- Over the past 15 years, the federal budget has swung from deficit to surplus and back to deficit again.
- In the late 1990s, Congress obeyed self-imposed budget constraints and a buoyant economy generated rapidly rising revenues, resulting in budget surpluses. A brief recession, tax cuts, two wars, and the expiration of budget rules after 2000 led to falling revenues and rising spending and pushed the budget back into a deficit.
- More recently, federal revenues have rebounded, reducing but not eliminating the deficit. Congress reimposed budgetary constraints on itself in 2007 but failed to obey them, although their mere existence may nonetheless have restrained spending.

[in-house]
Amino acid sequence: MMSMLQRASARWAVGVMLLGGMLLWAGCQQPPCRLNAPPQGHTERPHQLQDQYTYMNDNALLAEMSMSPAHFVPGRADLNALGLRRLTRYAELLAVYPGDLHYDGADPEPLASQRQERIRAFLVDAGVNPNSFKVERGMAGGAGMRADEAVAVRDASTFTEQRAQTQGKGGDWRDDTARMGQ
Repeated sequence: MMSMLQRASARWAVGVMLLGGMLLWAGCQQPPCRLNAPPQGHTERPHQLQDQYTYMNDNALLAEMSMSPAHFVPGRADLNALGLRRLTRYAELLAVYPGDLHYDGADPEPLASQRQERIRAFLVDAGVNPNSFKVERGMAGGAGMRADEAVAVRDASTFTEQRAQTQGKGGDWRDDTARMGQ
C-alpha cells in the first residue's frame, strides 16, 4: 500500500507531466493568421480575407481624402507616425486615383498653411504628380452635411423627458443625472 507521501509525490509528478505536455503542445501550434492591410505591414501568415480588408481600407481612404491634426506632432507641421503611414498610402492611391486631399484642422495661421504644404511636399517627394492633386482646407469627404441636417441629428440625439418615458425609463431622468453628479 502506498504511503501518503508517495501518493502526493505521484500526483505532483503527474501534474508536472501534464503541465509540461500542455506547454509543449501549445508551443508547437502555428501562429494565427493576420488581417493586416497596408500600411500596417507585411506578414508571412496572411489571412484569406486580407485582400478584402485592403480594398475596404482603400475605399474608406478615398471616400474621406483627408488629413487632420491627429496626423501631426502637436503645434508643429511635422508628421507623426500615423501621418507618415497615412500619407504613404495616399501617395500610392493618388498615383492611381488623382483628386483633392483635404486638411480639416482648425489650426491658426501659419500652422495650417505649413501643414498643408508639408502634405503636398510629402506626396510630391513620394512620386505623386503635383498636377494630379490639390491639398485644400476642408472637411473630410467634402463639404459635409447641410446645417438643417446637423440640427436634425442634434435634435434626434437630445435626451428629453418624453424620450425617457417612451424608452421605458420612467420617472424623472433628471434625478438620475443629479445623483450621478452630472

- The President's FY2009 Budget proposes to spend $3.1 trillion, supported by revenues totaling $2.7 trillion. That would leave a deficit of $407 billion, roughly a third larger than what is currently predicted for FY2008. Over the subsequent three years, the administration projects that spending will rise just 3.7 percent, less than a fifth of the 21 percent growth of revenues, and that the FY2012 budget will show a $48 billion surplus. The recent softening of the economy has led to a decline in revenues in FY2008, particularly from the corporate income tax. If that trend continues, the projected FY2012 surplus would likely not occur.
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